In the meantime, according to this scenario, the Kosovar Albanians will become increasingly impatient. Before young hotheads or organized radicals take matters into their own hands and renew the violence that shook the province in March 2004, the political leaders will issue a unilateral declaration of independence. This will be endorsed as the only practical alternative to protracted instability by several members of the international community, including probably the United States, Great Britain, Turkey, and some other states that have already indicated their support for Kosovar independence.
Most of the EU member states will bicker among themselves and not be able to act together, as has often happened in the past. Serbia will use its old connections with the Nonaligned Movement and its corps of experienced diplomats to ensure strong support for its position among the developing countries. This could prove useful, not only in the Security Council but also in the General Assembly, if and when Pristina seeks membership in that body. The Kosovars have few seasoned diplomats to plead their case except for publisher and negotiator Veton Surroi. Facts On The Ground
At this point, so the theory goes, Russia and Serbia will make it clear that they have been stalling in hopes of triggering a declaration of independence by the Kosovars without Security Council approval. Serbia will then invoke the council's Resolution 1244, which specifies that Kosovo is part of Yugoslavia. (Yugoslavia was changed to Serbia in the text after Milosevic's rump Yugoslavia ceased to be.) As former U.S. Secretary of State Madeleine Albright has noted, the Western countries never meant the reference to Kosovo being part of Yugoslavia seriously but simply included it in 1244 as a sop to Russia and Greece.
But that will not make any difference at this stage. According to this scenario, Belgrade, backed by Moscow and perhaps Beijing, will announce that it will invoke what it considers its rights under 1244 and send its security forces and other officials into northern Kosovo to protect the Serbian population there from the "illegal" regime in the south.
The partition will then be sealed, perhaps with the assistance of foreign peacekeepers guarding the new boundary lines to prevent any direct clashes between Serbian and Kosovar Albanian forces.
The new Kosovar state will try to observe the provisions of the Ahtisaari plan and protect the Serbian enclaves and cultural properties because it knows that its international standing depends on it. But the enclaves will likely fade away as the young in particular move to the north, to Serbia proper, or even further away still. The cultural properties will lead a sometimes difficult existence, probably behind much barbed wire and guarded by French or Greek troops.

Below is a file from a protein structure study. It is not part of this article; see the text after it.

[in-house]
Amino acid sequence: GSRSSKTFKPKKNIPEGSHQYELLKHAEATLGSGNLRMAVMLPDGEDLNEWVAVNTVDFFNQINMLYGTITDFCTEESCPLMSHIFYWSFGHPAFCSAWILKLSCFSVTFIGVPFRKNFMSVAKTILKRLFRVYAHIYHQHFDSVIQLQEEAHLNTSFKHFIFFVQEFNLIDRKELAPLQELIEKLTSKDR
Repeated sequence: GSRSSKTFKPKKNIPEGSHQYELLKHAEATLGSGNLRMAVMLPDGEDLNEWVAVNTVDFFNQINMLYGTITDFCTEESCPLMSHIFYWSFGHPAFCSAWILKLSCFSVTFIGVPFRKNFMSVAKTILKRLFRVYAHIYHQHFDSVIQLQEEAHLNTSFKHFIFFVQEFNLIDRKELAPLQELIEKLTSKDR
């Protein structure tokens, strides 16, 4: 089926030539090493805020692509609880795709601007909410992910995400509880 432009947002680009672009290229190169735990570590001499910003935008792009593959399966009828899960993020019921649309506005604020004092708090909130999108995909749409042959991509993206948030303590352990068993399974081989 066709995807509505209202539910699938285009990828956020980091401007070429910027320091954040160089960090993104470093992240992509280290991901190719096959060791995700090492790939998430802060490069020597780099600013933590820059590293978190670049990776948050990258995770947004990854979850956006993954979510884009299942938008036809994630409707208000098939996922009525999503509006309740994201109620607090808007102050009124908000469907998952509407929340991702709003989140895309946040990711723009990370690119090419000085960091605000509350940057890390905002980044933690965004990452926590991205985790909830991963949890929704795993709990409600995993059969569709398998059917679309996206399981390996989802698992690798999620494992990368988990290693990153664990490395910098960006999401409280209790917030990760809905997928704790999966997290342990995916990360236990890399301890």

One of the lessons of the Croatian and Bosnian conflicts of the early 1990s was that Serbian populations outside Serbia had difficulty accepting the possibility that Serbs could have happy and productive lives in states that they did not control. That is clearly the case in Kosovo, too, particularly after 1998-99. It is probably too much to expect that any Albanian-dominated Kosovar state would ever attract even the grudging the allegiance of the province's Serbs.
Partition would be a bitter pill for the Albanians to swallow. They have said repeatedly that they will not accept it, but they might find themselves with little choice. With the political limbo of the UNMIK period behind them and a new legal system in place, they will then get on with their own lives and display the skills of entrepreneurship that they have in the United States, Switzerland, Germany, or Croatia. Neither they nor their former neighbors are likely to miss each other.
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Pro-independence graffiti in Prishtina (epa)
FINALLY STATUS? Sabine Freizer, director of the Crisis Group's Europe Program, told an RFE/RL briefing that deep divisions in the UN Security Council make it uncertain what form Kosovo's future status might take.
Listen to the entire briefing (about 70 minutes):
RFE/RL's coverage of Kosovo
. The website of RFE/RL's South Slavic and Albanian Language Service